Hospital-Based Intervention Programs Reduce Violence and Save Money

From 2019 to 2020, homicides rose by 28 percent across the United States. In the same period, gun homicides rose by 35 percent, and gun-related deaths among Americans ages 19 and younger increased by nearly 30 percent. Gun violence is among the leading causes of death for youth in the United States. This violence disproportionately affects Black and Latino communities.

Community violence intervention (CVI) models are one way that communities are responding to gun violence. CVI programs “work to reduce homicides and shootings through trusted partnerships between community stakeholders, individuals most affected by gun violence, and government.” Some CVI models have led to as much as a 60 percent reduction in homicides.

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Effective CVI efforts draw from a variety of methods, involve coordination across a whole community, and pull together multiple CVI programs to form community networks that comprehensively challenge violence.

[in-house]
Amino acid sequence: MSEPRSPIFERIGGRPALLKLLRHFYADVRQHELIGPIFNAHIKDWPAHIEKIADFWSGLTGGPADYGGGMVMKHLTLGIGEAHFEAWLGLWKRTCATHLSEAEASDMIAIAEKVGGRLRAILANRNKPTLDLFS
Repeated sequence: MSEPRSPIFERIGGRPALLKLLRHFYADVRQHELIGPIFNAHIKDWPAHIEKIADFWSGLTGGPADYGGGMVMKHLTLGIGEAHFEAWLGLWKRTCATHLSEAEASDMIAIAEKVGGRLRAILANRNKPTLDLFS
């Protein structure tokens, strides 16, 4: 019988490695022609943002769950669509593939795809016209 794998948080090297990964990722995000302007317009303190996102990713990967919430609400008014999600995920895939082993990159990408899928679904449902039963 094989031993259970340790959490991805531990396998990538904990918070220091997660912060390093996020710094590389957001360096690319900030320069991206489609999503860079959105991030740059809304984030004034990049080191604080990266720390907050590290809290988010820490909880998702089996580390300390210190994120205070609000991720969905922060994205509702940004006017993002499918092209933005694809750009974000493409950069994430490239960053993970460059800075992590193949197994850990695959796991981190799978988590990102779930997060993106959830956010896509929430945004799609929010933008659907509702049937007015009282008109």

Different CVI models engage with victims and perpetrators at distinct moments in the progression of violence. No single CVI model wholly addresses violence in a community; rather, employing these models in tandem leads to the best outcome. CVI models may range from community-driven crime prevention through environmental design, which addresses crime through architecture and urban planning, to the street outreach or violence interrupter model, which involves employing community representatives to directly mediate and break up violence as it is occurring. This column considers hospital violence intervention programs (HVIP), a CVI model in which experts and community members connect with victims in trauma centers and emergency rooms to help them begin the recovery process…

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